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Black youth aren't isolated in segregated neighborhoods, says study
A surprising new study has found that urban Black youth living in segregated neighborhoods spent a substantial amount of time in areas with mostly white residents.
The study—the first of its kind to follow youth using GPS on smartphones—found that Black teens living in segregated areas of Columbus spent about 40% of their nonhome time in neighborhoods where Black people were the minority.
This finding goes against a long-held view that a major reason for the social disparities experienced by urban Black people is that they are isolated in segregated neighborhoods, said Christopher Browning, lead author of the study and professor of sociology at The Ohio State University.
"Our results go against this picture of geographic isolation for urban Black youth that has been dominant among researchers for decades," Browning said.
"Instead, we find evidence of what we called 'compelled mobility'—the fact that Black youth had to leave their neighborhoods and go to predominantly white neighborhoods to find better-resourced schools, stores and other organizations that often weren't available where they lived."
The findings were published online recently in the American Journal of Sociology.
Data for the study came from the Adolescent Health and Development in Context study, which Browning leads. The AHDC study examines the lives of 1,405 representative youths ages 11-17 living in 184 neighborhoods in Franklin County, Ohio. This includes Columbus and its suburbs. This study includes data from 2014 to 2016.
Columbus was a good site for the study because it is about average among U.S. cities on key indicators of racial composition and segregation, Browning said.
Participating youth carried a smartphone provided by the researchers for one week that reported their location about once every 30 seconds. They also completed short surveys up to five times a day reporting where they had been and what they were doing.
Using census data, the researchers were able to determine the racial composition of all the neighborhoods the youths visited during the study. They could tell if they were in neighborhoods where whites were the residential majority, Blacks were the majority, or in areas that were mixed race.
This study is the first to investigate how a large, representative sample of urban teenagers move through neighborhoods using near-continuous GPS data from smartphones, Browning said.
Results showed that it was white youth living in mostly white neighborhoods who experienced the most racial isolation—they spent about 89% of their nonhome time in white-dominated neighborhoods and only about 2% of their time in Black-dominated areas.
In contrast, Black youth from segregated neighborhoods spent about 40% of their nonhome time in white-dominated neighborhoods, and about one-quarter of their time in neighborhoods with racial compositions like their own.
Overall, the results suggested that Black youth living in segregated neighborhoods spent about 2.5 hours a day in mostly white neighborhoods, 2.4 hours a day in racially mixed neighborhoods and 1.5 hours in mostly Black neighborhoods.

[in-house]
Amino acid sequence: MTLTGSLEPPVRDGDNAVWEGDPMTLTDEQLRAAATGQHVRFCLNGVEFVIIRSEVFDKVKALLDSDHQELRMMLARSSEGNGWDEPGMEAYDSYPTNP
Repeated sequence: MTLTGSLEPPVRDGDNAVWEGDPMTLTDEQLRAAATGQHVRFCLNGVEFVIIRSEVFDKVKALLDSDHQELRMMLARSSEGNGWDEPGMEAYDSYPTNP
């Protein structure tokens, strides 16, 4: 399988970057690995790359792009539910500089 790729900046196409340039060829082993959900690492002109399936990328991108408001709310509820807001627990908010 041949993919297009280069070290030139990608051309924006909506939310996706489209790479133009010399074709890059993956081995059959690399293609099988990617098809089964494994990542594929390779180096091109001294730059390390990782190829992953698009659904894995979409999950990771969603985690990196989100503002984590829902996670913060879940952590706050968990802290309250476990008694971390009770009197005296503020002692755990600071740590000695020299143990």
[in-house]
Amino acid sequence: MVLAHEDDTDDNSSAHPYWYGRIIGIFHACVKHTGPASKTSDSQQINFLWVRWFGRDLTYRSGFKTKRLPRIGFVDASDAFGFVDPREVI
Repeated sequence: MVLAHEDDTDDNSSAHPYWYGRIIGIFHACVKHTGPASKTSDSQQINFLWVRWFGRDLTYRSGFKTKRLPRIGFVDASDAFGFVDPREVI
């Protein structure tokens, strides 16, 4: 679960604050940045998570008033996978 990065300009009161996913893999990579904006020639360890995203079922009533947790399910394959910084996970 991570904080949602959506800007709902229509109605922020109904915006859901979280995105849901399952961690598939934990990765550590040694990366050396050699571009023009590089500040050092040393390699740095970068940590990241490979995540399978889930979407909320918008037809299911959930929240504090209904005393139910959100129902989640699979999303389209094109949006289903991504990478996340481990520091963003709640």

That means the amount of time Black-segregated youth spend in mostly white neighborhoods is over 2.5 times the amount of nonhome time that youth on average in the study spent in their own neighborhoods, which was about 55 minutes a day, Browning said.
"It wasn't Black youth who were geographically isolated in our study—it was much more likely to be white youth," he said.
But why did Black youths spend so much time in white-dominated neighborhoods? That's where the term "compelled mobility" comes in, Browning said. The mobility data showed that the teens most often were in white neighborhoods when seeking organizational resources which may not have been available in their home neighborhoods.
Results showed that when they were at schools, segregated Black youth were in white-dominated neighborhoods 47% of the time; when they were at commercial locations such as stores, they were in white neighborhoods 42% of the time.
"For many Black youth, their neighborhoods either lack schools or don't have well-resourced schools, they lack grocery stores, banks, etc.," Browning said.
"That results in them having to go elsewhere to find these resources and they are disproportionately located in white neighborhoods."
The results call into question the explanation that the disadvantages that Black youth living in segregated areas experience are because they have limited exposure to economically advantaged—and often whiter—communities, Browning said.
"Black youth living in segregated, economically disadvantaged neighborhoods are regularly navigating white neighborhood environments," he said.
"The claim that there are differences across neighborhoods in norms and expectations and that Black youth aren't familiar with expectations outside of Black-segregated areas is a less convincing explanation for why they face disadvantages."
In fact, compelled mobility may add to the burden faced by young Black people, Browning said.
While going to white neighborhoods may allow Black youth to access resources, it can come at a cost. This study doesn't address this issue, but Black youth may face more scrutiny, monitoring, harassment and discrimination when they go to white-dominated areas of the city.
"These are issues that white youth don't have to face when they go to school or stores or other places that are largely in their own neighborhoods, or ones very similar to theirs," he said.
More information: Christopher R. Browning et al, Geographic Isolation, Compelled Mobility, and Everyday Exposure to Neighborhood Racial Composition among Urban Youth, American Journal of Sociology (2023). DOI: 10.1086/721666
Journal information: American Journal of Sociology
Provided by The Ohio State University